Bringing Awareness to Breast Cancer in October

Breast cancer can be a scary diagnosis. Even though mortality rates have declined in recent years in the United States, it is estimated that over 40,000 women and roughly 500 men will die from breast cancer in 2019. Despite progress in developing new treatment modalities for patients with this disease, there is still substantial work to be done in the field.

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Frontiers in Cancer Science: the Singapore Cancer Conference

Providing a forum for innovative cancer researchers around the world, Singapore will hold its 11th Frontiers in Cancer Science (FCS) conference from November 4-6 at Academia at SingHealth.

The conference is jointly organized by the Cancer Science Institute of Singapore, Duke-NUS Medical School, Genome Institute of Singapore, Institute of Molecular and Cell Biology, Lee Kong Chian School of Medicine, National Cancer Centre Singapore, and National University Cancer Institute, Singapore.

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AACR Meeting Highlights Recent Advances in Pediatric Cancer Research

Pediatric cancer, while rare, is a devastating diagnosis that is estimated to affect over 11,000 children in the United States in 2019. Among those diagnosed between birth and age 14, more than 1,000 are anticipated to die from the disease this year. The most common types of cancer in this age group are leukemias, brain and other central nervous system (CNS) tumors, and lymphomas.

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From the Journals: Editors’ Picks for September

As we welcome the fall season, it’s time for our September edition of Editors’ Picks, a monthly collection of articles hand-picked by the editors of the eight scientific journals published by the AACR. This month, articles span from an assessment of a first-in-class antibody-drug conjugate targeting the antigen CD205 in xenograft models, to results from a clinical trial evaluating the dual inhibition of VEGFR2 and MET in patients with advanced solid tumors. Read on to learn about this month’s selections, which are freely available for a limited time.

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“It Doesn’t Have to be This Way”: Targeting Cancer Health Disparities

The 12th AACR Conference on the Science of Cancer Health Disparities in Racial/Ethnic Minorities and the Medically Underserved kicked off Friday evening in San Francisco with a passionate call to fight cancer disparities on every front, from socioeconomic to biological.

“Everyone in this room is united in our goal to eliminate cancer health disparities,” said conference cochair Phyllis Pettit Nassi, MSW, manager of Special Populations and Native American Outreach at Huntsman Cancer Institute in Salt Lake City. “Medical research powers our ability to treat our patients. Conferences such as this, where we unite as a community, fuel hope that we can improve the lives of our patients.”

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Orchestrating an Antitumor Immune Response: A Preview of the Fifth International Cancer Immunotherapy Conference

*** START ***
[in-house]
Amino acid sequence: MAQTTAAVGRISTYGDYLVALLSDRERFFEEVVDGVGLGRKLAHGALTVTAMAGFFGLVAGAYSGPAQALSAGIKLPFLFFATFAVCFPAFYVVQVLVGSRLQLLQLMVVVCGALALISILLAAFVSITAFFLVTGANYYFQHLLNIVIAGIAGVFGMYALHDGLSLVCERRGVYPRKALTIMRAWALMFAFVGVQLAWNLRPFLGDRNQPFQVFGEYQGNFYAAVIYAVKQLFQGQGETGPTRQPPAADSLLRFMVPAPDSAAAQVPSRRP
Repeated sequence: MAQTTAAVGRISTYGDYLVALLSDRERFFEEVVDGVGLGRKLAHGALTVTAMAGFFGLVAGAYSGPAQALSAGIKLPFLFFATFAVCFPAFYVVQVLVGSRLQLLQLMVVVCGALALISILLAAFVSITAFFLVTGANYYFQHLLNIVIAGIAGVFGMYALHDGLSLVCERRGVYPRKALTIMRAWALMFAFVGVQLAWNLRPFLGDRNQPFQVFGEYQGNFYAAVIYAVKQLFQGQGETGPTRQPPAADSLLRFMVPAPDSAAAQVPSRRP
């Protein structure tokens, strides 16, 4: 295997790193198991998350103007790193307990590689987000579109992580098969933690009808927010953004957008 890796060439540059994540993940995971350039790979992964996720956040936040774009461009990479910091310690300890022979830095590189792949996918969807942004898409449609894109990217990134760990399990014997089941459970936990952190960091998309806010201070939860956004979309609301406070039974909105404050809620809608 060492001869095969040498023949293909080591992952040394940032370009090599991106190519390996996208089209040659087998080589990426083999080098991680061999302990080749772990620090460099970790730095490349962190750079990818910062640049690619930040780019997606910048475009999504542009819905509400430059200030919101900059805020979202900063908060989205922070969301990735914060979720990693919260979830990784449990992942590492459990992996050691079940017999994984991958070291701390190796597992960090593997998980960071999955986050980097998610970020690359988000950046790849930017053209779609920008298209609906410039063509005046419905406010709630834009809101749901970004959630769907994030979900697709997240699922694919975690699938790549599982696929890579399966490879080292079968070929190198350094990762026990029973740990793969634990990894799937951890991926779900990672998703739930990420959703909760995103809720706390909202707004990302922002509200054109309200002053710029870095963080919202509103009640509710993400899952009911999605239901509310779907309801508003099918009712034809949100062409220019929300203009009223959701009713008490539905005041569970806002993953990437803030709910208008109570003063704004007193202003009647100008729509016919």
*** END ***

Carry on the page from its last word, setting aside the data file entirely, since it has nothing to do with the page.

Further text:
Immunotherapy is a form of cancer treatment that helps a patient’s own immune system recognize and attack cancer cells. Research on different types of immunotherapy has exploded over the past decade, and such approaches have proven to be successful for many patients. However, challenges remain, including a lack of response in some patients, development of resistance, and difficulties using certain immunotherapies in solid tumors.

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AACR Cancer Progress Report 2019: Harnessing Research Discoveries for Patient Benefit

Today, the American Association for Cancer Research (AACR) released its ninth annual Cancer Progress Report. The report highlights how research largely supported by federal investments in the National Institutes of Health (NIH) is spurring improvements in public health and innovative breakthroughs across the spectrum of cancer care.

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The Right Dose: Researching Cancer Treatment De-Escalation

Cancer researchers often focus on developing novel treatments or combining therapies in new ways, all with the goal of lengthening survival for patients. But some cancer research has a different goal: to reduce the amount and intensity of treatment patients receive while maintaining equally good cancer outcomes. In the summer 2019 issue of Cancer Today, digital editor Kate Yandell writes about the challenges and successes of this approach, called treatment de-escalation.

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Recent Studies Tap Into AACR Project GENIE Registry

The AACR Project Genomics Evidence Neoplasia Information Exchange (AACR Project GENIE) is a unique registry that aggregates, harmonizes, and links clinical-grade cancer genomic data with clinical outcomes from tens of thousands of cancer patients. AACR Project GENIE recently released its sixth data set, increasing the database to nearly 70,000 de-identified genomic records. The database now has information spanning more than 80 major cancer types, including data from more than 11,000 patients with lung cancer, over 9,700 patients with breast cancer, and nearly 7,000 patients with colorectal cancer.

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